By Calvin Sanchez,2014-06-26 19:44
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    If you were dying of an incurable and painful cancer and had to enter a lucky dip to pay for

    treatment that would extend your life, how would you feel?

    That’s the prospect facing thousands of Victorians today…and as yet most of them don’t know it.

    If cancers were defined by character, mesothelioma would be at the cruel and sadistic end of the


    It aggressively attacks the lining of the lungs or the abdomen and by the time most people find out

    they have this insidious disease, it’s almost certainly already incurable and a sufferer may have only months to live.

    Mesothelioma is caused by exposure to asbestos. Diagnosis may come 40 years later, which makes it

    difficult to prove how the disease was contracted.

    You don’t have to be a tradesman who worked on a building site to have mesothelioma. The fastest-increase in diagnosis is among women and most of them did little more to contract the disease than wash their husband’s overalls or sit on their dad’s knee.

    If you think you can’t be affected, consider that a third of all pre-1987 Australian homes are estimated to contain asbestos.

    Australia imported 3000 tonnes of asbestos a year until it was finally banned in 2005.

    Fleeting exposure to the tiniest asbestos fibre poses a risk.

    This is the disease that Bernie Banton, the public face of the fight against James Hardie, was

    diagnosed with only last week.

    Asbestos-related diseases will kill six Australians every day over the next 20 years. The number of

    diagnosed cases of mesothelioma is expected to reach 18,000 by 2020, when the disease numbers

    are expected to peak.

    So right now another 11,000 Australians are oblivious to an asbestos time bomb ticking away inside

    their bodies.

    There’s no cure to mesothelioma, but there are treatments that can lessen the pain and give

    sufferers more time with their loved ones.

The treatment regarded as “gold standard” is a cocktail of two drugs, Cisplatin and Alimta. Clinical

    evidence shows that this may extend the life of a dying patient by about three months, and up to a

    year or more for some victims.

It costs around $20,000 for the standard course of six treatments.

    What’s angering mesothelioma sufferers is that the authorities and Federal Government won’t

    provide Alimta free-of-charge on the PBS.

    A report by the Allen Consulting Group, released in Melbourne today, finds that although there’s no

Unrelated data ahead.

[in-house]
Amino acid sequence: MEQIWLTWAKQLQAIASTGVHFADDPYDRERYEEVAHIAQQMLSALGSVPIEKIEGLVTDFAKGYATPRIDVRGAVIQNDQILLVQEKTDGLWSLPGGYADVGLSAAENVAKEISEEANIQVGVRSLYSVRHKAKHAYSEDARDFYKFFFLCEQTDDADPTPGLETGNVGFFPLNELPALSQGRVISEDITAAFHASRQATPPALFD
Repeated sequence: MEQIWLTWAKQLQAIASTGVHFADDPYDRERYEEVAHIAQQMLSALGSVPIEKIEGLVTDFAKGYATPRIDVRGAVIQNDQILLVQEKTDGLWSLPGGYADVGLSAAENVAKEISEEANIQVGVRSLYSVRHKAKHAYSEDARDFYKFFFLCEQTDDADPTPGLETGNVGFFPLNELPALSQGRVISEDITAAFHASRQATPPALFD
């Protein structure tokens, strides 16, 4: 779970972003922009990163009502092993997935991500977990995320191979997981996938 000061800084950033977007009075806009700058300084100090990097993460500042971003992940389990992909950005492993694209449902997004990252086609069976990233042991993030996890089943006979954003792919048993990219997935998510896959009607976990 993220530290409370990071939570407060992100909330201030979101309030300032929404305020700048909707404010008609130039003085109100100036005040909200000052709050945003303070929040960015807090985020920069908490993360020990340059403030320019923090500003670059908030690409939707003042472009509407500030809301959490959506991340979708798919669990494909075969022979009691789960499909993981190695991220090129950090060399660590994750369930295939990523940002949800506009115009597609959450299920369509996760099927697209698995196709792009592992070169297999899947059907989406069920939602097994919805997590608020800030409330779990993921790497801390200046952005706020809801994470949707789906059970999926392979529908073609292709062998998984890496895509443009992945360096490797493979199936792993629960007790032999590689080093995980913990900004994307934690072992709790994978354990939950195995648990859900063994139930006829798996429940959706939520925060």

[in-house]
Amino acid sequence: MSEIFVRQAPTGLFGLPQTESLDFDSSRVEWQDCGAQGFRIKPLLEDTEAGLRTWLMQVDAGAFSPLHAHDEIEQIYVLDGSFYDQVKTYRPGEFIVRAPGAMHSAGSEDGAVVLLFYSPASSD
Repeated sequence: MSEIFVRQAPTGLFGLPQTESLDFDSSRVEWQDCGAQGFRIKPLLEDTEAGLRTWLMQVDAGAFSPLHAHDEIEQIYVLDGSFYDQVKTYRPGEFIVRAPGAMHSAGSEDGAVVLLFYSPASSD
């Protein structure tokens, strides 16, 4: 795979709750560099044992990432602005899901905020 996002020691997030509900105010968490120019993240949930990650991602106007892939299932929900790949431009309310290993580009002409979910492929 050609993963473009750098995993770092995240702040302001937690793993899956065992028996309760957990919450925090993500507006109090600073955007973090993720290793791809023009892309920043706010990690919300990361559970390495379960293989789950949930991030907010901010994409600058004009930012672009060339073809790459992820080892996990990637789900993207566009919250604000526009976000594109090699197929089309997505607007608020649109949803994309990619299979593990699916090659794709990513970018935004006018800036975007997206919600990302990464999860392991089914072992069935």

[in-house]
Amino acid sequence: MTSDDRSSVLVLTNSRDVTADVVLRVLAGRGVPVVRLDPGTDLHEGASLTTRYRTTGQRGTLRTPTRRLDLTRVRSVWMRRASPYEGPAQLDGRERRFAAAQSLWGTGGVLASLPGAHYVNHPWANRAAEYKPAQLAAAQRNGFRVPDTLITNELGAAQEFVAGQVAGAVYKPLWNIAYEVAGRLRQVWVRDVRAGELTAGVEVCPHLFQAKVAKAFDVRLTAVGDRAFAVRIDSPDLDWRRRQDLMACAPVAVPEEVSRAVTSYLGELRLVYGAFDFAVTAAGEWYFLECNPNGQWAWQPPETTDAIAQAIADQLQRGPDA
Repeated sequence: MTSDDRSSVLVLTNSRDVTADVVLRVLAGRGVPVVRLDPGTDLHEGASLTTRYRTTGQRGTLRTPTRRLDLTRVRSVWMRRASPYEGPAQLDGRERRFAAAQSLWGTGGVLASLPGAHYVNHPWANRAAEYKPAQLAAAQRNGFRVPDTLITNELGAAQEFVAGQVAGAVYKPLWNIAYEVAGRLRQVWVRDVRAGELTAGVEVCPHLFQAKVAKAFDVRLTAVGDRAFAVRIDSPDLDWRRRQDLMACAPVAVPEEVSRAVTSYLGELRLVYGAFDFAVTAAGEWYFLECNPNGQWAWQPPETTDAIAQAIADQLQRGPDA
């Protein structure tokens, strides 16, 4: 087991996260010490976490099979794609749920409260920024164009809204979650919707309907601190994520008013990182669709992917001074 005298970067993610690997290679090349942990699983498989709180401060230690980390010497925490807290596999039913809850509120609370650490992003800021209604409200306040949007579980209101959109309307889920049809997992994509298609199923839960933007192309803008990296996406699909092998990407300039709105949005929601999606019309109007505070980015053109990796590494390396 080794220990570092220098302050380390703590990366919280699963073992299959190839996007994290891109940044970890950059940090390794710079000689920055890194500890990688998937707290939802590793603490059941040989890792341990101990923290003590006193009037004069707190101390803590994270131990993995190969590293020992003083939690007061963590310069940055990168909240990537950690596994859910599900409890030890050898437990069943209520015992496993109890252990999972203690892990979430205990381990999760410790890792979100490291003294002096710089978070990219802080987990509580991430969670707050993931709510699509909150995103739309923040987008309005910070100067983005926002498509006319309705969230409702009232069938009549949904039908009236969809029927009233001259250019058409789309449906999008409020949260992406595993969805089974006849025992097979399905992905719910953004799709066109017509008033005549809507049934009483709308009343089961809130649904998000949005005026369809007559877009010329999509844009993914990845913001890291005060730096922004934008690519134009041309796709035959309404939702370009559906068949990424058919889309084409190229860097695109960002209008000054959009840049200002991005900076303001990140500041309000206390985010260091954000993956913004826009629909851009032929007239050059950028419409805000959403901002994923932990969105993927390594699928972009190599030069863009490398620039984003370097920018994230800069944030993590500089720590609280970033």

PBS coverage there’s also patchy provision through the State health systems.

    Contrast that with smokers with lung cancer.

    They have PBS coverage for Alimta, yet many knew the risks of what they were doing when they lit


    If you have mesothelioma, there are ways to pay for your life-extending treatment. None of them

    provide absolute certainty or peace-of-mind. Some are like spinning a roulette wheel.

You might stump up your workers compensation pay-out presuming you have one but you won’t

    be covered unless you prove the disease was contracted in the course of employment.

    Some private health insurers will cover you - but that varies wildly from fund to fund and who

    would have sought coverage for lung diseases 30 years ago when we were unaware of the dangers

    asbestos posed?

    In Western Australian, public hospitals universally provide Alimta free-of-charge but in Victoria, the

    Government has refused to follow suit.

    Public hospitals have special funds to pay for rare drugs but applications are assessed by committees

    and they aren’t sitting on unlimited pots of money.

    Do we really need to place more strain on our struggling state hospital system or on mesothelioma

    patients already battling a killer disease?

    In Victoria, some law firms will loan you the money and recoup it through court action. They’ll even

    write it off if you die or lose the case.

    Some 75 percent of Victorians with the disease and in need of money to cover their treatment costs

    are going down this course.

    But they shouldn’t have to. That’s advocacy groups around the country have embarked on a national

    campaign to have Alimta PBS-listed.

    Australians living with a deadly disease contracted (through no fault of their own) deserve to be

    taken care of by the people they elect especially when their Federal Government is sitting on a $17

    billon election year surplus.

    Subsidising the best treatment for mesolthelioma patients would cost about $33m over five years.

    Which is less than half of what the Federal Government is paying for its share of the costs of next

    week’s APEC meeting in Sydney.

Or the equivalent of what Australia will give in foreign aid to China this year.

    Yes, China Olympics host, economic powerhouse of our region and the world’s fourth-richest nation.

    If our country can give money to industrial superpowers it can afford to pay for dying mesothelioma

    sufferers to get the same taxpayer-subsidised treatment as smokers.

    It’s only right and fair. Tell your local Federal and politician.

*Leigh Hubbard is the Executive Officer of the Asbestos Diseases Society of Victoria (ADSVIC). Send

    donations to ADSVIC at 200 Lygon Street, Carlton 3053. Find more information at

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